I recently played a show at a major performing arts facility on the East Coast, which not only had exceptional sound and lighting, and a multi-camera crew shooting in high-def, the venue streamed the show in real time online, where the performance now sits “in perpetuity.” At the end of the event, we were presented with a DVD of the performance (without having to ask), which looked and sounded great. A person can get used to this!
Remarkably, the venue’s production team pulled this off with one less person than usual on the sound team. That may not seem like much, but considering that we had only an hour to soundcheck an ensemble of 10 instruments, with a tight schedule of 30 minutes to set up and tear down on either side, you immediately feel the impact of the missing hand on deck.
Impressively, the lighting technician pitched in with the sound duties. She knew her way around the gear, fetching the appropriate DIs and mics for each of the instruments, organizing them, and getting the floor monitors wired and situated exactly as the FOH engineer asked. Moreover, she and the rest of the crew remained affable the entire time—focused, professional and generally upbeat—just as good producers keep their talent creatively positive while they’re under the soul-killing microscope of the recording studio.
I’d like to say, “Of course, the lighting tech knew what she was doing with the sound gear; she’s a pro.” But I can’t say that. I’ve been in a number of situations where the “pro” lighting folks were not only ignorant of every other technology, but on occasion they’ve also been criminally unskilled at their own job. The same goes for the person doing sound (more often than one should have to admit). It’s hard to forget when a lighting fixture drops from the rafters and crashes next to you onstage, or the vocal mic subtly feeds back throughout the set whenever the singer goes near it.
However, I find it more and more common that one or two people are doing the tech, and they handle all the chores with aplomb. They’re often young and part of the “Educated by YouTube” generation that, when they need to know something, they find every available resource online—choosing the genuine over the jive—and figure it out.
A personal example: one of my recording students was intrigued by the fact that our classroom studio used panels in the wall with XLR and TRS jacks to carry signals to the control room, rather than running cables across the floor. By the end of the semester, he had looked behind the panels, taught himself to solder cables and jacks, and researched how studios and patchbays are wired. Whether he was thinking that this was a great way to earn money was not clear, but I was very impressed that he figured it all out on his own. And audio is his second calling: he’s learning it to enhance his formidable knowledge in video production.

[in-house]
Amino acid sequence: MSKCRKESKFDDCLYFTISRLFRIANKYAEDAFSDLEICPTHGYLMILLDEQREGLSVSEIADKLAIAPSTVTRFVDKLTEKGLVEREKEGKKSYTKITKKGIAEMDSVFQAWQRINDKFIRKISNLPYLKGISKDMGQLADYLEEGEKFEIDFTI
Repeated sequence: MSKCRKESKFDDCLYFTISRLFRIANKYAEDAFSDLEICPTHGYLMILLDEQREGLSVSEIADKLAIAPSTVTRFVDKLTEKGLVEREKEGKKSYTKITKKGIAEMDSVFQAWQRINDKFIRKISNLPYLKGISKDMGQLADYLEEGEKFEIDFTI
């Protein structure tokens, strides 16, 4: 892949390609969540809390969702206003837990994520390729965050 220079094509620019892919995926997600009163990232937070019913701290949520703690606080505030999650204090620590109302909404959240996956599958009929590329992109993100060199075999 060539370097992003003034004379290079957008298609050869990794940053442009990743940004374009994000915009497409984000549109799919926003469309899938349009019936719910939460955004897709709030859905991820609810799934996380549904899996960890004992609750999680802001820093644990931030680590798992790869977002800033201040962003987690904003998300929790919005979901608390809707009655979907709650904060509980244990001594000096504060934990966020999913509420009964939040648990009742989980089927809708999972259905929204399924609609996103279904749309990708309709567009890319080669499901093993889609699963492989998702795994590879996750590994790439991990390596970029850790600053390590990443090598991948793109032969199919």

Many of the young people I run across are not approaching the craft like earlier generations, where they looked at it mostly as a way to make a living. They have things they want to do, and they teach themselves how to do it, because they know they can do everything—it’s affordable and within their reach.
When I meet someone, young or old, who expresses an interest in becoming an audio professional, they often ask what skills they should have. I tell them they need to know a little of everything, no matter what they end up doing: Besides experience in recording, editing, mixing and mastering, they should have a basic knowledge of music theory (enough to communicate with a musician) and MIDI sequencing, experience doing live sound reinforcement, enough electronics skill to make and repair cables, and some time logged in shooting and editing video and working with lights.
Those of us who were around before the Internet and the CD like to tell ourselves that, to remain viable in any field these days, we have to constantly expand our skills and stay abreast of the technological advances as they come. True. But we have to stop thinking in terms of differences between fields and look at our skill set in a holistic way.
In other words, we shouldn’t think of it as “expanding our skills” as audio specialists by learning how to shoot and edit video. Rather, we should approach it as a chance to learn another aspect of modern communication technology as a whole, the way our audience experiences it.
Forget that old saw “Jack of all trades; master of none.” You can be a master at anything you put the time into and still be a complete badass in others, all while maintaining a collection of skills that keep you from going hungry (and provide BS detection to know when someone you hire really knows what they’re doing). It just takes time and dedication: that next 10,000 hours, and perhaps another after that.